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power, i think for independents and republicans, that may be a welcomed change. >> i think he can discriminate between the fire brigade and the fire here. some people believe using the government to get things done. some would like to jam up the works by endless investigations like the republican party that came in after world war ii. they caught one real live one. but they were out there holding a probe out there every day on somebody. >> that's right. and in the long run, sooner or later richard nixon actually rode that pretty far. but, no, i think we're going to find out what the real appetite is for this stuff. you have a mix of pragmatists and pure ideologues. and there will be a tussle among them. but assume to win control of the house and we still got about 47 days. it's not really a done deal yet. >> what went wrong last time, earl? let's talk about this now. the republican came back in in '94. barnstorm their way in the door. they said we're going to do stuff much they stomped down the government. >> that's right. that's right. and the bitterness that continues to this day was the seeds were really planted there.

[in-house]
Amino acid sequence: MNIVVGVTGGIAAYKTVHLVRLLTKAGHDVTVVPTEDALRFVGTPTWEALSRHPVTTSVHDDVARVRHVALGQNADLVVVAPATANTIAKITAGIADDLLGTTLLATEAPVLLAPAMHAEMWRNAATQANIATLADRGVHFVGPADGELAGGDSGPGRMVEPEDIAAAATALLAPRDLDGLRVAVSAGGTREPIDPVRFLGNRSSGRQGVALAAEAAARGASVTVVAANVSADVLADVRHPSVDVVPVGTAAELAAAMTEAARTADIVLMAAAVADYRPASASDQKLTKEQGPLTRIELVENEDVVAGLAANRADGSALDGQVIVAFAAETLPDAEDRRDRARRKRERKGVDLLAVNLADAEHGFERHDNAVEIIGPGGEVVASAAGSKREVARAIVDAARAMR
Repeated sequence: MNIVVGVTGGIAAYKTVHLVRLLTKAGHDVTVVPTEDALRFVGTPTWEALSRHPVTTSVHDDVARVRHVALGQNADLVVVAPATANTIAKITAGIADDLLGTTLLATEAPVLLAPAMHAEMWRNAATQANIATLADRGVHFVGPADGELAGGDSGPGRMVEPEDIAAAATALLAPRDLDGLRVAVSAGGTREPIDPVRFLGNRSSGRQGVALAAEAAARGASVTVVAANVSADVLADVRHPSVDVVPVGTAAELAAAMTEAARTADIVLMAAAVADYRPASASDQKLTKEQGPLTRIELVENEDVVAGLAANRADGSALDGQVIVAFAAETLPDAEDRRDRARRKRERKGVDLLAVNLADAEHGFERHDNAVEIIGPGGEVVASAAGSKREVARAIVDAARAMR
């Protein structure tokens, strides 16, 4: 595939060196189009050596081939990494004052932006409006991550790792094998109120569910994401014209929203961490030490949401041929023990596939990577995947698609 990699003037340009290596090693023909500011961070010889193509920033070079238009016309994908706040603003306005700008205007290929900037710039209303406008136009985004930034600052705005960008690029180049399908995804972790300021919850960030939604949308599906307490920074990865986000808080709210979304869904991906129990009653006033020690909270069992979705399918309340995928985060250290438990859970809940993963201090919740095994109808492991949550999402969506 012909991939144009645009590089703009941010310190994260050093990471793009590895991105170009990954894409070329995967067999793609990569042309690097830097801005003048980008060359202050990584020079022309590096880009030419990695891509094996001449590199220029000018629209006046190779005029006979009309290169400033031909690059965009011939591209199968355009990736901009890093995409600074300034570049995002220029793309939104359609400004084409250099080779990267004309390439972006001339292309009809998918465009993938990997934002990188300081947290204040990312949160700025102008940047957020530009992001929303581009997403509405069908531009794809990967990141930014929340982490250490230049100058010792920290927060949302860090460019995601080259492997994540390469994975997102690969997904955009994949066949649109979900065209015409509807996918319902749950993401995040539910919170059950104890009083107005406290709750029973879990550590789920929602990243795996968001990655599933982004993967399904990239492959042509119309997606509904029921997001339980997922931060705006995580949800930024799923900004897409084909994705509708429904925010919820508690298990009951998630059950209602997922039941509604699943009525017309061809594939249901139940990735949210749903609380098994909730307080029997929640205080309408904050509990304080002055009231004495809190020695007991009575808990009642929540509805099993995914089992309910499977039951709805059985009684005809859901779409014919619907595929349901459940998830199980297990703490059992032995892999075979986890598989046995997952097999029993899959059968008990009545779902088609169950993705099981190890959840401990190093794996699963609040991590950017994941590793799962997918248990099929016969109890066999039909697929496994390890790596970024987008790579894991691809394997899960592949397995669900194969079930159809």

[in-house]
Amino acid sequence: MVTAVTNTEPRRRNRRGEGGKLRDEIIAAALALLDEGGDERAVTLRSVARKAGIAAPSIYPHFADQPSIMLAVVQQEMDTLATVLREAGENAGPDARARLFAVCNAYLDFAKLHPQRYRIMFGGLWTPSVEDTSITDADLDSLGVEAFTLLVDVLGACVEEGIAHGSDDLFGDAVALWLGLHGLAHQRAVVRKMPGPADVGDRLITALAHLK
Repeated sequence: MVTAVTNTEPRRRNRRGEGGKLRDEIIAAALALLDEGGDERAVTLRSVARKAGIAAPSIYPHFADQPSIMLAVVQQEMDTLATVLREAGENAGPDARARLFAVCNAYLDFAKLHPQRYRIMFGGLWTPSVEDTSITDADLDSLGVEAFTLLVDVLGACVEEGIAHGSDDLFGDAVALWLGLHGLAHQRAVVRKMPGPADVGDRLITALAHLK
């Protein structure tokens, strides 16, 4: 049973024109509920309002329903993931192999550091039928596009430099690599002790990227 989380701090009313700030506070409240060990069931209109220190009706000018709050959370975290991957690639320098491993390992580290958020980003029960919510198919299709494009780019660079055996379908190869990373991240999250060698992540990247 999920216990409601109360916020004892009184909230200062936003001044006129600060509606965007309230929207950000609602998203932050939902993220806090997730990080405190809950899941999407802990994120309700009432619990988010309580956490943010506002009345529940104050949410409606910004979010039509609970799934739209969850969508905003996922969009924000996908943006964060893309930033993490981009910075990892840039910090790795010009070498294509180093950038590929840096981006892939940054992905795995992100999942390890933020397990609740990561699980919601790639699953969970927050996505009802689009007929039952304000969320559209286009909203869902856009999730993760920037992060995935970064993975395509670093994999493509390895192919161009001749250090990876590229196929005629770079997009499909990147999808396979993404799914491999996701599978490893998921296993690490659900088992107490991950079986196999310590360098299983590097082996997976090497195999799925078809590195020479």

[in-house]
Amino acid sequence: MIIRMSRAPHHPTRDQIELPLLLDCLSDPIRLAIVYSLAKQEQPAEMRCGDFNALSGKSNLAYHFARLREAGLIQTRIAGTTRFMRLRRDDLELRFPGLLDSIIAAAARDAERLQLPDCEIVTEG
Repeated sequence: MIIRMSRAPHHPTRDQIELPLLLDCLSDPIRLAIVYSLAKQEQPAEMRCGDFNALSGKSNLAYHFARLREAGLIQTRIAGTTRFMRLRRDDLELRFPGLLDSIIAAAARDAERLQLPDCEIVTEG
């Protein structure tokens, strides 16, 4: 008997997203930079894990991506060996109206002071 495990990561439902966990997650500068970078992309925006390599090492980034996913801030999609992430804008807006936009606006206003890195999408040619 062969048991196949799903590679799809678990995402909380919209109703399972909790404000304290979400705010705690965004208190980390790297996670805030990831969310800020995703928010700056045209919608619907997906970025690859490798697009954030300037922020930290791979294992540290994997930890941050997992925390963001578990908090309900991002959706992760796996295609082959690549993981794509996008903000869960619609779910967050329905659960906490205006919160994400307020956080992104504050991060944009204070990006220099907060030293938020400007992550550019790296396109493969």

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i mean these are the same -- ended up being the same congress that impeached the president. and many people after losing did it during the rump session. horrible behavior. >> i think we helped the voters see what they're choosing between, democrats of the progressive party to the centrist party, somewhere in that continuum depending on what they can do. and the republican party, somewhere between conservative government and we're seeing here quite radical. up next rush limbaugh gets it wrong again. "the sideshow's" next. you're watching "hardball." you hear what they're up to now? some in congress are getting squeezed by the special interests again. trying to delay action and give polluters free reign to keep dumping toxic pollution into the air. the air our children breathe. letting big oil lobbyists get their way again, and again, and again. it's a last-minute bill, written by special interests, looking for a payback. washington politicians need to get off the dime,